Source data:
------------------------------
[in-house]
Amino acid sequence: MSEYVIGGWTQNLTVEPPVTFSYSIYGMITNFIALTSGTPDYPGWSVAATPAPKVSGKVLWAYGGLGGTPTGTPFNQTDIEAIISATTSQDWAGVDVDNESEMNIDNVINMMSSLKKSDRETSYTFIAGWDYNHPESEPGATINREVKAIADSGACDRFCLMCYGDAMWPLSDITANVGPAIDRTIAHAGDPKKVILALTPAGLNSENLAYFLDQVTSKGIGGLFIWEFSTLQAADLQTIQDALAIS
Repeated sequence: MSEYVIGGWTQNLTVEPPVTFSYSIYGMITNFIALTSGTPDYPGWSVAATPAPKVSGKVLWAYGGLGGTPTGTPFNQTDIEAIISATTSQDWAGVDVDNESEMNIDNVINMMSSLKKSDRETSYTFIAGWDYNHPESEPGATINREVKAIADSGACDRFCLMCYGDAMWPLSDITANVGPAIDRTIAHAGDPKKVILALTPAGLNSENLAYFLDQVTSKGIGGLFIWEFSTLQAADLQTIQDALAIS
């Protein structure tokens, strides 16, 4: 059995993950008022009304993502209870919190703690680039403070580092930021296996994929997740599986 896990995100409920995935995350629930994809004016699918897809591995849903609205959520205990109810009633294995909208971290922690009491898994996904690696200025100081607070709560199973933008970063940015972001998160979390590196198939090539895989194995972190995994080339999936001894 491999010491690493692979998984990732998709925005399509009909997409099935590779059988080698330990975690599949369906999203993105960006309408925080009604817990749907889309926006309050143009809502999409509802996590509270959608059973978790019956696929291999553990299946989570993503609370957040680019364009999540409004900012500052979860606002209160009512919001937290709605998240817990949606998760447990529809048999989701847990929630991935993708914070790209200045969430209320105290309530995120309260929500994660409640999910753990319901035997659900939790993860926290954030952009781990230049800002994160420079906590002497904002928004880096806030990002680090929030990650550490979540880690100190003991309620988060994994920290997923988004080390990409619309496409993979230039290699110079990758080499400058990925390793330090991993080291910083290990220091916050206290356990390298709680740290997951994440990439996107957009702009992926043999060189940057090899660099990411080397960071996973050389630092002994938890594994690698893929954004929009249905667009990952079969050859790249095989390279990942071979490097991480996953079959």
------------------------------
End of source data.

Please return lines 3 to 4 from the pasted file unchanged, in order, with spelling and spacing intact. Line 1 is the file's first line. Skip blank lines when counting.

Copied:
Repeated sequence: MSEYVIGGWTQNLTVEPPVTFSYSIYGMITNFIALTSGTPDYPGWSVAATPAPKVSGKVLWAYGGLGGTPTGTPFNQTDIEAIISATTSQDWAGVDVDNESEMNIDNVINMMSSLKKSDRETSYTFIAGWDYNHPESEPGATINREVKAIADSGACDRFCLMCYGDAMWPLSDITANVGPAIDRTIAHAGDPKKVILALTPAGLNSENLAYFLDQVTSKGIGGLFIWEFSTLQAADLQTIQDALAIS
């Protein structure tokens, strides 16, 4: 059995993950008022009304993502209870919190703690680039403070580092930021296996994929997740599986 896990995100409920995935995350629930994809004016699918897809591995849903609205959520205990109810009633294995909208971290922690009491898994996904690696200025100081607070709560199973933008970063940015972001998160979390590196198939090539895989194995972190995994080339999936001894 491999010491690493692979998984990732998709925005399509009909997409099935590779059988080698330990975690599949369906999203993105960006309408925080009604817990749907889309926006309050143009809502999409509802996590509270959608059973978790019956696929291999553990299946989570993503609370957040680019364009999540409004900012500052979860606002209160009512919001937290709605998240817990949606998760447990529809048999989701847990929630991935993708914070790209200045969430209320105290309530995120309260929500994660409640999910753990319901035997659900939790993860926290954030952009781990230049800002994160420079906590002497904002928004880096806030990002680090929030990650550490979540880690100190003991309620988060994994920290997923988004080390990409619309496409993979230039290699110079990758080499400058990925390793330090991993080291910083290990220091916050206290356990390298709680740290997951994440990439996107957009702009992926043999060189940057090899660099990411080397960071996973050389630092002994938890594994690698893929954004929009249905667009990952079969050859790249095989390279990942071979490097991480996953079959």